In the study sample of community-dwelling older adults, serum neopterin levels had stepwise increase across the spectrum of the frailty syndrome, from non-frail to prefrail and frail. Multivariate regression analyses demonstrated that elevated neopterin levels conferred significantly higher ORs for prevalent frailty, independent of IL-6 levels. These findings provide initial evidence supportive of potential monocyte/macrophage-mediated immune activation in this clinical syndrome of old age.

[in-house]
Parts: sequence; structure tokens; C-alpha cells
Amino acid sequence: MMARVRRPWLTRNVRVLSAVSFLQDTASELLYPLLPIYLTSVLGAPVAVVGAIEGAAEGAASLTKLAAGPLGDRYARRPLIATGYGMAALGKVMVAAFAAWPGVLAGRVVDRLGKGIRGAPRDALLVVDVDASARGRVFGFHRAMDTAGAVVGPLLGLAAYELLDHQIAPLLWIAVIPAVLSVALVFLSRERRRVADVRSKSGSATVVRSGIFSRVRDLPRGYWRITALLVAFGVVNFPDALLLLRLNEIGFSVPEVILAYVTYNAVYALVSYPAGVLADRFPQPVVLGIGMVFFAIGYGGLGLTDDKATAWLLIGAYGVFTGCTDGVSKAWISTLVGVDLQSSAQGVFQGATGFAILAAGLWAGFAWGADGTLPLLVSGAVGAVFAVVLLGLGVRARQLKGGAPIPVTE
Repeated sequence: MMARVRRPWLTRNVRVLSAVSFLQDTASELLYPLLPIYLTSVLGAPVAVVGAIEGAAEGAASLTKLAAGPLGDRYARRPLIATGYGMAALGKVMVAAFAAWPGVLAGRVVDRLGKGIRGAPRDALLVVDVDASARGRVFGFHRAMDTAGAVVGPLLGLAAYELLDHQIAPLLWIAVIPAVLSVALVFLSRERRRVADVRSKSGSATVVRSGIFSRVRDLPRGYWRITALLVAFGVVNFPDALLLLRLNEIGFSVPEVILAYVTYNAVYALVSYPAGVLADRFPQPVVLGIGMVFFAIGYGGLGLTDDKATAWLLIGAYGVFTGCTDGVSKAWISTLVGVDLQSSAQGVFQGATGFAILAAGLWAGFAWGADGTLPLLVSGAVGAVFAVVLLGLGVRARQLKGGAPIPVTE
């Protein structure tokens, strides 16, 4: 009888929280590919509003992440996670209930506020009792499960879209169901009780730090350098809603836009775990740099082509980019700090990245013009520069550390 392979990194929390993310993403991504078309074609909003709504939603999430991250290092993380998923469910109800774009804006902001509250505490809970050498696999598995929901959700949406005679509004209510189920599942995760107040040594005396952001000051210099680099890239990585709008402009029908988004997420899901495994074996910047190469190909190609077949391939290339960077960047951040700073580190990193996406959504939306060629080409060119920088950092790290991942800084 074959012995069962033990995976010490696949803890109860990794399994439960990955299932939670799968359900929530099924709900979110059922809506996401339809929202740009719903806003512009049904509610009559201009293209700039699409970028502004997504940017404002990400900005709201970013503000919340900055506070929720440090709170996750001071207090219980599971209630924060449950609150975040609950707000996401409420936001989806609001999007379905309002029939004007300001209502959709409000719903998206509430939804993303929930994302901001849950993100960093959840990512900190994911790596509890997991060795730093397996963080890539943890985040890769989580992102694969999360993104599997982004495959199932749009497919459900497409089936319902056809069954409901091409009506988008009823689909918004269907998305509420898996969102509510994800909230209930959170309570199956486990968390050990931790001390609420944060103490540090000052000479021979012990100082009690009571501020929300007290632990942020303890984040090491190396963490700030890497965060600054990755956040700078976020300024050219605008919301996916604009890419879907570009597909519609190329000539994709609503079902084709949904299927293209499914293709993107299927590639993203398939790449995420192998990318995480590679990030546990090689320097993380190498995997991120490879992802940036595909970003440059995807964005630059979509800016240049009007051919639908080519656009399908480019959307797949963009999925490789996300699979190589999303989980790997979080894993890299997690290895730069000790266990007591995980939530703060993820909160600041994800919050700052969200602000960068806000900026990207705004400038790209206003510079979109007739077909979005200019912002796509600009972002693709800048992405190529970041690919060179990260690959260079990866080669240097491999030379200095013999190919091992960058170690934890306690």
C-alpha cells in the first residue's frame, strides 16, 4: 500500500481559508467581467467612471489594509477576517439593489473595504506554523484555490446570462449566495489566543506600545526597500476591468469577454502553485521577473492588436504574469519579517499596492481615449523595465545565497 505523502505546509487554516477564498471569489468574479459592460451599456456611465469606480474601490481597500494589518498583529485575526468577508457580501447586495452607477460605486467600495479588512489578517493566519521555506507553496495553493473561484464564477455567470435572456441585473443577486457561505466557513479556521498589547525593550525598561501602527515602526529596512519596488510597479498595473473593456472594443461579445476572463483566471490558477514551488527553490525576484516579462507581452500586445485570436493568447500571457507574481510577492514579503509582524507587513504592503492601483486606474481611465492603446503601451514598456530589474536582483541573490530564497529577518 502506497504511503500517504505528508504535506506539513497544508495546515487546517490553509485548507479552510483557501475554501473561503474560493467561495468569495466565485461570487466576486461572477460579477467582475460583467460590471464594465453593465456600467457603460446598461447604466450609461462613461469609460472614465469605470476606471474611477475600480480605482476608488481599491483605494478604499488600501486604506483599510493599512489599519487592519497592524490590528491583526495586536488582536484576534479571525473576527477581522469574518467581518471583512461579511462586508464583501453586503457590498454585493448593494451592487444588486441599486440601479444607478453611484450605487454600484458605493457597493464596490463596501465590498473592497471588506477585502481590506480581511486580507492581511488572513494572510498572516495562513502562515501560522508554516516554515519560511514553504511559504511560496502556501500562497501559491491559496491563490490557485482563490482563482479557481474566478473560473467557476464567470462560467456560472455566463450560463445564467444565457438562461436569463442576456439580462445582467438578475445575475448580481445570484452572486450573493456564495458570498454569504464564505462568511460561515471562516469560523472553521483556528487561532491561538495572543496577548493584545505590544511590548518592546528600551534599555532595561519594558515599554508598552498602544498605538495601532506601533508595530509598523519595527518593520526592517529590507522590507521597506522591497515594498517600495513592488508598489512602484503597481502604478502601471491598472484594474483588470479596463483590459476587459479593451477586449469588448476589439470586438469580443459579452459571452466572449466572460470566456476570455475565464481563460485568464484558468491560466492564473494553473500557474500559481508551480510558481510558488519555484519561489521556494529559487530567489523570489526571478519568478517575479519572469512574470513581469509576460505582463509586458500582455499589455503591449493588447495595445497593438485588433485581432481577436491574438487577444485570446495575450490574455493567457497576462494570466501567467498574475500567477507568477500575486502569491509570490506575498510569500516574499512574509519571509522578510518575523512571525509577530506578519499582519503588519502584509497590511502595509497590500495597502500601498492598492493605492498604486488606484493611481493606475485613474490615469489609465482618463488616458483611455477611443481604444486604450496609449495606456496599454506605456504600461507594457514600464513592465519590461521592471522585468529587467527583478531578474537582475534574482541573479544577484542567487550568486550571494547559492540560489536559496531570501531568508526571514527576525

S.X.L. is a current recipient of the Paul Beeson Career Development Award in Aging Research, K23 AG028963, (supported by the National Institute on Aging, the American Federation for Aging Research, The John A. Hartford Foundation, The Atlantic Philanthropies, The Starr Foundation and an anonymous donor). A.M. was supported by training award T32 AG000120 from the National Institute on Aging. N.S.F. is supported by United States Department of Defense grant W81XWH-11-1-0239 and National Institutes of Health grant UL1 RR025005. The Clinical Research Unit at Johns Hopkins Bayview Medical Center is supported by grant UL1 RR025005 from the National Center for Research Resources, a component of the NIH and NIH Roadmap for Medical Research. The funding bodies had no role in study design, data collection and analysis, writing of the manuscript, or in the decision to submit the paper for publication.